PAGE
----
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Castoriadis's OntologyBeing and Creation$
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Suzi Adams

Print publication date: 2011

Print ISBN-13: 9780823234585

Published to Fordham Scholarship Online: January 2012

DOI: 10.5422/fordham/9780823234585.001.0001

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Toward an Ontology of the Social-Historical

Toward an Ontology of the Social-Historical

Chapter:
(p.25) 1 Toward an Ontology of the Social-Historical
Source:
Castoriadis's Ontology
Author(s):

Suzi Adams

Publisher:
Fordham University Press
DOI:10.5422/fordham/9780823234585.003.0002

This chapter begins by outlining Castoriadis's long journey through the being of nomos. Castoriadis's shift to ontology in the second part of The Imaginary Institution of Society was meant to elucidate the ontological preconditions of an autonomous society. The chapter focuses on Castoriadis's elucidation of the social-historical as a hitherto occluded mode of being in traditional philosophy. It reconstructs Castoriadis's contention that the social-historical is characterized by self-creation rather than by determination from an external source, and, more in turn, the claim that inherited philosophy has reduced being to a question of determinacy. In mapping Castoriadis's critique of traditional approaches to “society” and “history,” it charts his discussion of history as an order of qualitative time and creation, and his critique of the philosophical “spatialization of time” through his discussion of Plato's Timaeus and mention of magma. Castoriadis set out to elucidate the social-historical as a regional ontology of self-creation, but it is argued that with the introduction of Castoriadis's neologism, à-être (always becoming being), openings towards his later trans-regional ontology of creative physis begin to appear.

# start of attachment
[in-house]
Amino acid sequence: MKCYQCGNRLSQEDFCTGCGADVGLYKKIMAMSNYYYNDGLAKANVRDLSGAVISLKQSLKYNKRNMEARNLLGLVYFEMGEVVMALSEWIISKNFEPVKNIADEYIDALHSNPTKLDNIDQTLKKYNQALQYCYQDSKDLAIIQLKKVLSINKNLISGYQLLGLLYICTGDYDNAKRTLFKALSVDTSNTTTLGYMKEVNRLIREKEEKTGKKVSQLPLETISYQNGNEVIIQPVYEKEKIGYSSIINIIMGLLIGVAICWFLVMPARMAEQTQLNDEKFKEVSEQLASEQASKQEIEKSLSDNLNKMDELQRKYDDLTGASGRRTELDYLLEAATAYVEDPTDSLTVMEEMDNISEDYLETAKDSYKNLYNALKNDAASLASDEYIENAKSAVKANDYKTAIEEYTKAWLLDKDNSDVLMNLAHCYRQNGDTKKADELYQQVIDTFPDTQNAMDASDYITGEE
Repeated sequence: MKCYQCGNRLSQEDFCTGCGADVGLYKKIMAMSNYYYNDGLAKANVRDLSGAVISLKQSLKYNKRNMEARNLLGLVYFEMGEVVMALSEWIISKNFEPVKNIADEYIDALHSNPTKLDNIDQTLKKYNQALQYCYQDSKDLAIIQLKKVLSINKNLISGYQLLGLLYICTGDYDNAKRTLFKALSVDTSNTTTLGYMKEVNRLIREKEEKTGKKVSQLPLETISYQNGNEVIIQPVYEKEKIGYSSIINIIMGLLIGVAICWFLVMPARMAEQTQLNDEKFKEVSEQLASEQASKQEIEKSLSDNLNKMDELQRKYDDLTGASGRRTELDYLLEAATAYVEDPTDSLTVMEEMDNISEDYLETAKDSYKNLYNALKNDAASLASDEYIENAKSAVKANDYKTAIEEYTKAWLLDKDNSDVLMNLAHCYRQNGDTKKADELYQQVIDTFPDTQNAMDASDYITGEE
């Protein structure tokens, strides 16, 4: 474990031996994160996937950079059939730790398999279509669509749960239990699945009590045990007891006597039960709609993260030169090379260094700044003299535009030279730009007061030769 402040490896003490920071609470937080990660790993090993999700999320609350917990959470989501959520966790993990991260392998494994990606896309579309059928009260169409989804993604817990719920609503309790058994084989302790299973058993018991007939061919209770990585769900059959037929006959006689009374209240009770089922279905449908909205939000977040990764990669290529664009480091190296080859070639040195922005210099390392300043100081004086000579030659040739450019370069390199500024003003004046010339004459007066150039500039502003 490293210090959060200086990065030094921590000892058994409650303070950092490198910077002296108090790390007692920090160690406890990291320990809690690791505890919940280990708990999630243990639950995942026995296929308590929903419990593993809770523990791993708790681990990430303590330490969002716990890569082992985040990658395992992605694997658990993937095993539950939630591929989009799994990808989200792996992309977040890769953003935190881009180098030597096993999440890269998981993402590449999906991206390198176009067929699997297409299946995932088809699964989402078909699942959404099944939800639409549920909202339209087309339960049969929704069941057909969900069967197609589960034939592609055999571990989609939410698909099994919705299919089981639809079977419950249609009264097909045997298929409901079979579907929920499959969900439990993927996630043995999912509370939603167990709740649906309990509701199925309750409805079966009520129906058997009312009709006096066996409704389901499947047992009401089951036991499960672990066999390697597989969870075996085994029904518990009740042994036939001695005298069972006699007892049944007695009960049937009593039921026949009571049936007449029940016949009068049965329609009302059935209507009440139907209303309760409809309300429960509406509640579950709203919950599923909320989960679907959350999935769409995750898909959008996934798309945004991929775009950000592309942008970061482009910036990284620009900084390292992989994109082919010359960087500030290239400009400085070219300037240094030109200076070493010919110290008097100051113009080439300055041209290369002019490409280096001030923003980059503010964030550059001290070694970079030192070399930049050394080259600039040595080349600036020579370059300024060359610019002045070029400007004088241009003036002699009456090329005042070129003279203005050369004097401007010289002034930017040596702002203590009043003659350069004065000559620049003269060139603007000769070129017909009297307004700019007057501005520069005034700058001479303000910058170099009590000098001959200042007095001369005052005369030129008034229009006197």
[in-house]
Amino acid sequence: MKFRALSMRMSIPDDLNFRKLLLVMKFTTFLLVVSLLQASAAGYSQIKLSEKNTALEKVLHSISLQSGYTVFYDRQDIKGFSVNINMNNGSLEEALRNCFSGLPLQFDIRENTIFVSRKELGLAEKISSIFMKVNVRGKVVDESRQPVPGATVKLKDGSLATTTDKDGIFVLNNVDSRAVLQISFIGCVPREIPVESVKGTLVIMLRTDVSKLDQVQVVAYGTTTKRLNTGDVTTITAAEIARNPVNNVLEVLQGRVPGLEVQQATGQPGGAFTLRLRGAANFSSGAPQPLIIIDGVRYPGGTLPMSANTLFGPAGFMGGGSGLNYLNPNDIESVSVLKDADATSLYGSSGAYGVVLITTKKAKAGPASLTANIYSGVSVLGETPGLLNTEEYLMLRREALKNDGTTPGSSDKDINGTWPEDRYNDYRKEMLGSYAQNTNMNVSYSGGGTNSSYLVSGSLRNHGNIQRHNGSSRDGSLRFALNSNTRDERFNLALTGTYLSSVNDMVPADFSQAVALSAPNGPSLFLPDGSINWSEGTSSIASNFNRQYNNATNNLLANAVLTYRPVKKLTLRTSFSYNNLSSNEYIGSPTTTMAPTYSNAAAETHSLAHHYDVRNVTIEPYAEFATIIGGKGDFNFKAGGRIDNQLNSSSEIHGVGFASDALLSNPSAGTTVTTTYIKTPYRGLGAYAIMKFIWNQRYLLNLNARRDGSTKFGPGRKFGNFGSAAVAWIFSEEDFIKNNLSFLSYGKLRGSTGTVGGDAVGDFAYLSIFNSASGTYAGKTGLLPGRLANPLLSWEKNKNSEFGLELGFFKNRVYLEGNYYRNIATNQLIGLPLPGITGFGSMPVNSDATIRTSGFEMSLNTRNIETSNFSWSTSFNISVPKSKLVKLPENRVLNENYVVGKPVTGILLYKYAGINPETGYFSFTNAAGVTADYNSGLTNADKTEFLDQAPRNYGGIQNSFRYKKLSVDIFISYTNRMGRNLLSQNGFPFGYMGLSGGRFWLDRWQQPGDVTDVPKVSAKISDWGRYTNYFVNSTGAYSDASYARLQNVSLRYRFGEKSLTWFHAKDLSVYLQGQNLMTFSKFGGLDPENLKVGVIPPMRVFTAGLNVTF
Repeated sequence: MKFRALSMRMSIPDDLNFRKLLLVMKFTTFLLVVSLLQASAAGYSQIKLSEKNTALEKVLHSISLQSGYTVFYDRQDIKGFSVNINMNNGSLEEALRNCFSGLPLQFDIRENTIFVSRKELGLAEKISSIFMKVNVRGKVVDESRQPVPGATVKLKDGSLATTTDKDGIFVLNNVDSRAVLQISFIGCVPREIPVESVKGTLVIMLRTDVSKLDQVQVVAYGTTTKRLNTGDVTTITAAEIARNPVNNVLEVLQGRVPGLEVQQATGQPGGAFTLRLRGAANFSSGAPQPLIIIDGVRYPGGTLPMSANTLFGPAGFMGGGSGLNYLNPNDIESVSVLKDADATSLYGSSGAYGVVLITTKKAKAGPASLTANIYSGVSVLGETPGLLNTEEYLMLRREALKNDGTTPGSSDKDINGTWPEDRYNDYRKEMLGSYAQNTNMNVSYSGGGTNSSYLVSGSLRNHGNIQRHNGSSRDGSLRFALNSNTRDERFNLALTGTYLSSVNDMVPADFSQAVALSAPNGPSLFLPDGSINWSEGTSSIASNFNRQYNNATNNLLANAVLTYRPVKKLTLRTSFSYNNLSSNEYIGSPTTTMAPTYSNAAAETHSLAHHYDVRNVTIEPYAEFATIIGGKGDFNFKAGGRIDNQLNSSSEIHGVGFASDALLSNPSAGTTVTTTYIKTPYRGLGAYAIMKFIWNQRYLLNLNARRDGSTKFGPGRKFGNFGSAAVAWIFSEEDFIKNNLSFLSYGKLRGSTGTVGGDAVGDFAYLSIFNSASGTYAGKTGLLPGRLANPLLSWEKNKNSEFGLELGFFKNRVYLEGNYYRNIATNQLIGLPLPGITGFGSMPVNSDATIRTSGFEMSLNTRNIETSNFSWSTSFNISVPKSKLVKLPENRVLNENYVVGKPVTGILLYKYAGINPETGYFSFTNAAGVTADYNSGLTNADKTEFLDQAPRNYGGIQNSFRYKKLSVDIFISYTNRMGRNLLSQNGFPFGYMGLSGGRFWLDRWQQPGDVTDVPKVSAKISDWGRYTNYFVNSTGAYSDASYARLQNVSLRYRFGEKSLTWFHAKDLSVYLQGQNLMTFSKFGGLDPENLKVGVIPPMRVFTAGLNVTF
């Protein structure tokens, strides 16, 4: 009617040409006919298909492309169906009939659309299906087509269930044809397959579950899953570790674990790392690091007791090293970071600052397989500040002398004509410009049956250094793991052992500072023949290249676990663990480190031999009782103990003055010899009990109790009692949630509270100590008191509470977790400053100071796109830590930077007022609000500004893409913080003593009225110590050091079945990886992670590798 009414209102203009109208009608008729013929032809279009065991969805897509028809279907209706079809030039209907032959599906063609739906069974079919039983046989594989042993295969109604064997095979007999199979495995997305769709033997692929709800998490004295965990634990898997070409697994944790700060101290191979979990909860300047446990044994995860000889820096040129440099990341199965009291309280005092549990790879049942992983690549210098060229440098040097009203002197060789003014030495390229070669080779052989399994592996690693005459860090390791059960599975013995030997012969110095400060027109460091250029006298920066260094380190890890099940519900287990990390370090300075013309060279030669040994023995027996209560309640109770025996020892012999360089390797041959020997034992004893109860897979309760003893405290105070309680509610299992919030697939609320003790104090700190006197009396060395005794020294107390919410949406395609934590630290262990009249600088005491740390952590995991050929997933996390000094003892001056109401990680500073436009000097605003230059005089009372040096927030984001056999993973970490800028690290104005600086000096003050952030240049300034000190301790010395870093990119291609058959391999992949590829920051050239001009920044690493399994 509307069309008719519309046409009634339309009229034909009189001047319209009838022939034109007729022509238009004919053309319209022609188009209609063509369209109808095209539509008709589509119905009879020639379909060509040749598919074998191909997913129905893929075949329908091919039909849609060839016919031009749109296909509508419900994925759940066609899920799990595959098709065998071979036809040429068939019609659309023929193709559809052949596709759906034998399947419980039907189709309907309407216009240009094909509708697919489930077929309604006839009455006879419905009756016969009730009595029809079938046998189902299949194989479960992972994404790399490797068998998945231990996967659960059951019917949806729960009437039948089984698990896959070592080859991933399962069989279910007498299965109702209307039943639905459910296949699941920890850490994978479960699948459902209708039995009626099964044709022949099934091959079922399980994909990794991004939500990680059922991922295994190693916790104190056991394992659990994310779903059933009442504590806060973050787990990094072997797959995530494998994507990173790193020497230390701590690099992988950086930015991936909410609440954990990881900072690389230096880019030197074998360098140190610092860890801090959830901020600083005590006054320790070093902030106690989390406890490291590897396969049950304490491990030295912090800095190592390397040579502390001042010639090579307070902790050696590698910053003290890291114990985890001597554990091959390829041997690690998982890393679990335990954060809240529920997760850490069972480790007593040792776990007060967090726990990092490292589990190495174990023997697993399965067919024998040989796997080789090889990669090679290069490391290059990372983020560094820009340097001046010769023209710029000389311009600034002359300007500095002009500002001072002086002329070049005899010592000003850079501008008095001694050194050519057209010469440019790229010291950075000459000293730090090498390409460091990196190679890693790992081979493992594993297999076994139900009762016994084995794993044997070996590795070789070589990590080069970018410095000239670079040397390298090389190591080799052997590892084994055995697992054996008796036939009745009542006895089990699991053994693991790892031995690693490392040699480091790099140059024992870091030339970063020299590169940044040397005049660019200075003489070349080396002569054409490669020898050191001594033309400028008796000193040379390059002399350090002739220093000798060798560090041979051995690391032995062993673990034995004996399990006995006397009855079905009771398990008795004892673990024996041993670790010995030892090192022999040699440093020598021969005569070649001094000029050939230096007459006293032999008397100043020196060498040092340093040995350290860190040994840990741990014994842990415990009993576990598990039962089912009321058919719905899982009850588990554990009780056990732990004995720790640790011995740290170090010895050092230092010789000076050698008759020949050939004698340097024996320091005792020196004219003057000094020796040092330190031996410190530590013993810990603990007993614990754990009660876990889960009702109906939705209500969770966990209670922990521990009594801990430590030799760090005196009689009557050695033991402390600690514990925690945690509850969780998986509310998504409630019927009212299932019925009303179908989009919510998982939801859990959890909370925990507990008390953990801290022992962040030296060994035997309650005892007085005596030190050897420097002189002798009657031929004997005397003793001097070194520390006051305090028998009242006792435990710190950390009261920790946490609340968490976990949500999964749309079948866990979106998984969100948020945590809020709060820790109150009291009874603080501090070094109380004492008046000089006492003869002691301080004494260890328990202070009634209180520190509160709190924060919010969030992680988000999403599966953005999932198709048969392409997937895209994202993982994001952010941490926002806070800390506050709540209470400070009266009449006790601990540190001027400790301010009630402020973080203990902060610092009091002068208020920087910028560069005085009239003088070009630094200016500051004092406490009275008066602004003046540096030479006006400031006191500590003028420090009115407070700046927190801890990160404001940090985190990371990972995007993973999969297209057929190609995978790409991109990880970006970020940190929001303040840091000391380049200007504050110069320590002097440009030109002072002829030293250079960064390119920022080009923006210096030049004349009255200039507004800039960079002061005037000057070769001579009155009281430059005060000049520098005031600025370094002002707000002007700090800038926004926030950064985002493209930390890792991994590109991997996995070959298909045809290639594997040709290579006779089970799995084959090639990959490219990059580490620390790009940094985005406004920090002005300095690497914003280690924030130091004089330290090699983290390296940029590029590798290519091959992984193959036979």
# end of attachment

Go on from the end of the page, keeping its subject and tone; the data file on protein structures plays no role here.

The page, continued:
Keywords:   social-historical, time, creation, Plato, ontology, à-être

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